To call new media "new" is something of a misnomer; the Internet as we know it (meaning primarily the world wide web) has been around for over a dozen years, and that's only one of the more recent network protocols invented for computer-based communication. This course will serve as an introduction to the study of digital media, new and otherwise, with attention to the pre-history of the Internet systems we're now familiar with, the theoretical modes of reading that such technologies have helped give birth to, and the social and political effects that these technologies have had. Some of what we'll read will seem a bit dated, as the Internet has developed quickly over the last decade-plus, but all of it remains important for a well-grounded understanding of the development both of network technologies and of scholarly thought about those technologies.
As I mentioned last week, I've got to attend an emergency meeting in New York this Wednesday, so we need to do a bit of shuffling in the schedule. Here's how the next few classes will go:
Monday, April 21 -- Henry Jenkins, Convergence Culture, introduction through chapter 2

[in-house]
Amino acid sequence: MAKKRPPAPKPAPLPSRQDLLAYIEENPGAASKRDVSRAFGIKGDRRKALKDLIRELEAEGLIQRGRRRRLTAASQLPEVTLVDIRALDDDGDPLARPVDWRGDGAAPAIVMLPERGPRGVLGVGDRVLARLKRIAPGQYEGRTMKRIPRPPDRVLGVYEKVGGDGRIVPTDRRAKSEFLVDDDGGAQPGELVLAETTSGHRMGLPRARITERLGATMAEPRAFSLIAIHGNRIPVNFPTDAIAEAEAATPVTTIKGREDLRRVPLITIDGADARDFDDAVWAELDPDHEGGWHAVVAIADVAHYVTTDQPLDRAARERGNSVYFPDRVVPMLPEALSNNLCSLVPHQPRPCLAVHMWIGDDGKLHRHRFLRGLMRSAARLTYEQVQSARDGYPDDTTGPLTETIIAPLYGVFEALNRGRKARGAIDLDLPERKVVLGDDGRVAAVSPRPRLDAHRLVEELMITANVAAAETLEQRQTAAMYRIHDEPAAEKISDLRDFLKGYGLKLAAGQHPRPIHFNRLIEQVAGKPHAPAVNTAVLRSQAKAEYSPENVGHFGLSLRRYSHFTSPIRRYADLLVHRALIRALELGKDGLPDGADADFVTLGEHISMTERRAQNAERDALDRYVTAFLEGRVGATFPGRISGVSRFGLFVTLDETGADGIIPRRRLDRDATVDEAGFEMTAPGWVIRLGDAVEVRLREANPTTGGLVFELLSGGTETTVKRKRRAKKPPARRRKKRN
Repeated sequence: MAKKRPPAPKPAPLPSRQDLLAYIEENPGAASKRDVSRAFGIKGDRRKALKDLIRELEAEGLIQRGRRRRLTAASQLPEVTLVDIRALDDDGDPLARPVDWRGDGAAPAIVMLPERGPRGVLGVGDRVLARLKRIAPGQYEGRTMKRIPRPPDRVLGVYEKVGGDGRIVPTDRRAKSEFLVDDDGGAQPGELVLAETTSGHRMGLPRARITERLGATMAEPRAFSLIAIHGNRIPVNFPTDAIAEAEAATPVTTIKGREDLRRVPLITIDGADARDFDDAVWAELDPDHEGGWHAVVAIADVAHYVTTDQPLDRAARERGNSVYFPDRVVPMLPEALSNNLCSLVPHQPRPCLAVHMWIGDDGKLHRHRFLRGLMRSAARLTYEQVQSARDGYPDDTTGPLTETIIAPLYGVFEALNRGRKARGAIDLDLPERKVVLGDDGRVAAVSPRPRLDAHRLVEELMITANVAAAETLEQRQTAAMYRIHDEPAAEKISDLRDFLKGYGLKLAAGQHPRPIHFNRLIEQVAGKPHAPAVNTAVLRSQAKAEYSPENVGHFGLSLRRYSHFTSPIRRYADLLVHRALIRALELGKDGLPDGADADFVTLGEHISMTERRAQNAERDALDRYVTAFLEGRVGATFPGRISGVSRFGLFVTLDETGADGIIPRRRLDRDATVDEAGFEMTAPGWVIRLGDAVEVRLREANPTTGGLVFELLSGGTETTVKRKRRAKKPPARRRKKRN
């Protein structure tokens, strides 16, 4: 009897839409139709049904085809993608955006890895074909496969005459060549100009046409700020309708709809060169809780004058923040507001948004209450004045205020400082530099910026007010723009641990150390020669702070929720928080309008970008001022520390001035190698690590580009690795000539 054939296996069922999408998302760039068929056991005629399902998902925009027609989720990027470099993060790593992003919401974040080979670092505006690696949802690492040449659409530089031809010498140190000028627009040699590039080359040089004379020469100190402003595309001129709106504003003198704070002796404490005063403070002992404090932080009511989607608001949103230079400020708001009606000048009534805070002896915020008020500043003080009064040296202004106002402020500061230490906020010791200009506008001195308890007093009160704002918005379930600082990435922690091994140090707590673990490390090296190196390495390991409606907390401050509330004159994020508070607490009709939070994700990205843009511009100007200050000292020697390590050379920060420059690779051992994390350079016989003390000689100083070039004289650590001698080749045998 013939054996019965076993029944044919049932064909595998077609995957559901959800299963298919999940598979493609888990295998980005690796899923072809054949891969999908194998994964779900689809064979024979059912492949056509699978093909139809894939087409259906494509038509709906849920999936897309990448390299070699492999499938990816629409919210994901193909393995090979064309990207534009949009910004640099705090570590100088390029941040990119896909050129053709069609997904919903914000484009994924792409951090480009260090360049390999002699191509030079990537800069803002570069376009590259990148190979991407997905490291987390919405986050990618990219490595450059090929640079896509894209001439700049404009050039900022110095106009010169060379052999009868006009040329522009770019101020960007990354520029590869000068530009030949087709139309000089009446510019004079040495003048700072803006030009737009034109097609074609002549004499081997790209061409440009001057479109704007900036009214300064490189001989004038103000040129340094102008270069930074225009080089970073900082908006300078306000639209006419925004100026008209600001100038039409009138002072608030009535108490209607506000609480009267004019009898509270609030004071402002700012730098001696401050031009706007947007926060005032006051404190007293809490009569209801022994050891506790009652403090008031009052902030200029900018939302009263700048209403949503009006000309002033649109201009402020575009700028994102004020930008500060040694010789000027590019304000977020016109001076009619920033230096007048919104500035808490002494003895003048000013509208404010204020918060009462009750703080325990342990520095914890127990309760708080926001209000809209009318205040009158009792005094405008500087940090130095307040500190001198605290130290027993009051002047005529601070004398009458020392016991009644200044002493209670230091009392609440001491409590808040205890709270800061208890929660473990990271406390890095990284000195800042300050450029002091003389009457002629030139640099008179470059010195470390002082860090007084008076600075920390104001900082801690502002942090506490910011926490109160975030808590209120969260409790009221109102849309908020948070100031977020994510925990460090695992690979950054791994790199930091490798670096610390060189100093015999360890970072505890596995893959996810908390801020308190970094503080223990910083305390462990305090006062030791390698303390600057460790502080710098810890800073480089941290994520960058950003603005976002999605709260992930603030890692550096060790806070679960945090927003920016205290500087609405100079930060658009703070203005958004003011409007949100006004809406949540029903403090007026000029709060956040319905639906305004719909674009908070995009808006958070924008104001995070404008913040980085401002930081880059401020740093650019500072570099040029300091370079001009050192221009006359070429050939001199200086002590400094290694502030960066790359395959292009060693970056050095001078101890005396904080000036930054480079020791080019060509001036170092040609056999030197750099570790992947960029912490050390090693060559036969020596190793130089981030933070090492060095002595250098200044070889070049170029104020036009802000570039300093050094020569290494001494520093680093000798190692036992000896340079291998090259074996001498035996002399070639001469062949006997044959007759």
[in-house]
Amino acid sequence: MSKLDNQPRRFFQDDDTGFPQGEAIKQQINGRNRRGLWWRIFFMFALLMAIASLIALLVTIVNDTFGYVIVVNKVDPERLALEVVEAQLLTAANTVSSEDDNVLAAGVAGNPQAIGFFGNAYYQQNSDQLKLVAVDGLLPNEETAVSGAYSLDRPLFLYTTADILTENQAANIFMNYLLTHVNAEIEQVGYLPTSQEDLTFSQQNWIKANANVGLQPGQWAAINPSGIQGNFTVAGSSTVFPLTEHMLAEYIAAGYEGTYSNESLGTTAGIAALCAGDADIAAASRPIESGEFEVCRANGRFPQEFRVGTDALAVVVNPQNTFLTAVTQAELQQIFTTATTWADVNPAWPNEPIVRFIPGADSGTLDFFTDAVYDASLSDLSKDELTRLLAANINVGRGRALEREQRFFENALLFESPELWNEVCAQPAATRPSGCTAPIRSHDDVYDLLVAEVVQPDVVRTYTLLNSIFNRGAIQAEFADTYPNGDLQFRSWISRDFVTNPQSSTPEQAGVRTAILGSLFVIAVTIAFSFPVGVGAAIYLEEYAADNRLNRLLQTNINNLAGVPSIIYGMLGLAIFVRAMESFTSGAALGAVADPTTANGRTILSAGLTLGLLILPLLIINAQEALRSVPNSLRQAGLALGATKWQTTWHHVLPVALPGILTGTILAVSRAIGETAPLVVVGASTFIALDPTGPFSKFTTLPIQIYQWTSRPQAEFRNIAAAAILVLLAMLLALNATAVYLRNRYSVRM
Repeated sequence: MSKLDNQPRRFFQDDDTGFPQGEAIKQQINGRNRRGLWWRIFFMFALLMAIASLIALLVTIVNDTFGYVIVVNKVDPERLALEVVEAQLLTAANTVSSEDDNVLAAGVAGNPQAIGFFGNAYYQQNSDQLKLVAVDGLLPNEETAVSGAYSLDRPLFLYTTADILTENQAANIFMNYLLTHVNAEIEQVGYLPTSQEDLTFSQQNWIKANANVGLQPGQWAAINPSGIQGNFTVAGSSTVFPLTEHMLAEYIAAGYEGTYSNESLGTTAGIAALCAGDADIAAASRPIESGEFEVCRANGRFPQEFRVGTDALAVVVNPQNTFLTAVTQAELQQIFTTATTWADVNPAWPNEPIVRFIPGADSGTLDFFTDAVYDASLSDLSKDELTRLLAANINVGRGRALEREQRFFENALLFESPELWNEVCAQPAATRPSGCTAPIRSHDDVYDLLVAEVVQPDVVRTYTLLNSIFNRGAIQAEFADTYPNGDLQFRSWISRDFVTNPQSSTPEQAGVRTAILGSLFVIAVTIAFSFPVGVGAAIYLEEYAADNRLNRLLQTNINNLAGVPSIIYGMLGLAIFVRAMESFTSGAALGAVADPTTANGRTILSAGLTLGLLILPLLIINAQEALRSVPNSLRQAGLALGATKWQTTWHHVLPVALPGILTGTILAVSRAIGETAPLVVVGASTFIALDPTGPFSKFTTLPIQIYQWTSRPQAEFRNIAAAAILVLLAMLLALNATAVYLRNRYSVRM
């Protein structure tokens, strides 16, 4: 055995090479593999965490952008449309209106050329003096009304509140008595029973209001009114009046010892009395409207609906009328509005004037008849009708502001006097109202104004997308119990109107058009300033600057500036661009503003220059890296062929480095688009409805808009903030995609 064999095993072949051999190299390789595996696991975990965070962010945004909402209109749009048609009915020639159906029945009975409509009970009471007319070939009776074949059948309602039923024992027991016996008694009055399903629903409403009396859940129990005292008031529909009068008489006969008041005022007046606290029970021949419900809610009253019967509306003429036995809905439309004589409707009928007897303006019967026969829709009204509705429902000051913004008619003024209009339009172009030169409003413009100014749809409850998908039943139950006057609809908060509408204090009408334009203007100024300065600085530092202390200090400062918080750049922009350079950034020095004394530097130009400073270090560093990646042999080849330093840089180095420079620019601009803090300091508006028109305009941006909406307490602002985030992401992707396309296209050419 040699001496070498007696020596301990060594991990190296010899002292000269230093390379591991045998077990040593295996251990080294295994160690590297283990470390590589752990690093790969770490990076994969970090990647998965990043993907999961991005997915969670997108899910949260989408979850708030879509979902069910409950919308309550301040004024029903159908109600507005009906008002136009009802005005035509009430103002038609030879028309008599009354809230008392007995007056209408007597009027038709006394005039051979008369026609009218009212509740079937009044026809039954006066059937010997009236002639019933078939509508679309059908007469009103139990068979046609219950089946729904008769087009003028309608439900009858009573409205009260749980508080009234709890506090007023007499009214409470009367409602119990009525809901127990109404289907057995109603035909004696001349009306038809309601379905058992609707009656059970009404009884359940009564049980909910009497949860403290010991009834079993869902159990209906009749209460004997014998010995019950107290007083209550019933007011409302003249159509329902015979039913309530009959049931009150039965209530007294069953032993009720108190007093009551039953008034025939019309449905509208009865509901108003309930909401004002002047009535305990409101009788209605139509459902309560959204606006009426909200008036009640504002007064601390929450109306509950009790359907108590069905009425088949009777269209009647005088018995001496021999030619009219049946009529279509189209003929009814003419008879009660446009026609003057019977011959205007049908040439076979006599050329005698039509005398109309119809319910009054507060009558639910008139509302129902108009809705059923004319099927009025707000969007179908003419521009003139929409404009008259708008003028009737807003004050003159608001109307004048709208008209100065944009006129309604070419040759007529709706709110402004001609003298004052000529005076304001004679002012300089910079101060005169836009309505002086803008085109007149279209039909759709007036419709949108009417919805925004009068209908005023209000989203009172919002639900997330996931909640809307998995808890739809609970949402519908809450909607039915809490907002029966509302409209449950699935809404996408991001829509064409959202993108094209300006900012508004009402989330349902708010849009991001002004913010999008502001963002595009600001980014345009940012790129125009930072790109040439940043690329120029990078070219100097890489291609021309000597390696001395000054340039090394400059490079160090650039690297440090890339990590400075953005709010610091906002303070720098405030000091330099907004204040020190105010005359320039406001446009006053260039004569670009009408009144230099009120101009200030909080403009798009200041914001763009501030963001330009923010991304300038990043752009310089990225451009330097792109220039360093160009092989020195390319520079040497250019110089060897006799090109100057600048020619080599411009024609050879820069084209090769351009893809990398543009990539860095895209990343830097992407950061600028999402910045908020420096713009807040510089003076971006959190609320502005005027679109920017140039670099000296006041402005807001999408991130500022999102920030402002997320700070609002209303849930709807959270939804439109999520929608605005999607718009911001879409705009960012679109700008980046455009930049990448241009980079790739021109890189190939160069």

Monday, April 28 -- Henry Jenkins, Convergence Culture, chapter 3 through conclusion
Wednesday, April 30 -- Your suggested readings
A reminder: presentation signups are taking place through the wiki on the Sakai site; if you have not yet signed up for a date, please do so immediately!
A few sample projects that you might want to take a look at:
-- Another student, as I said, built a really extensive navigable 3-D film-based narrative. This was a standalone file, built in Blender.
Just a quick note to let you know that the reading response numbering has gotten all goofed up. Let's just say that the response due this past Monday on Bolter & Grusin was number 7, and that the response due the Monday after break, on Haraway and Stone, will be number 8. Tag accordingly!
I'm in the process of reading and commenting upon your reading responses from last week, and wanted to give you all a few pieces of information based on my readings of them.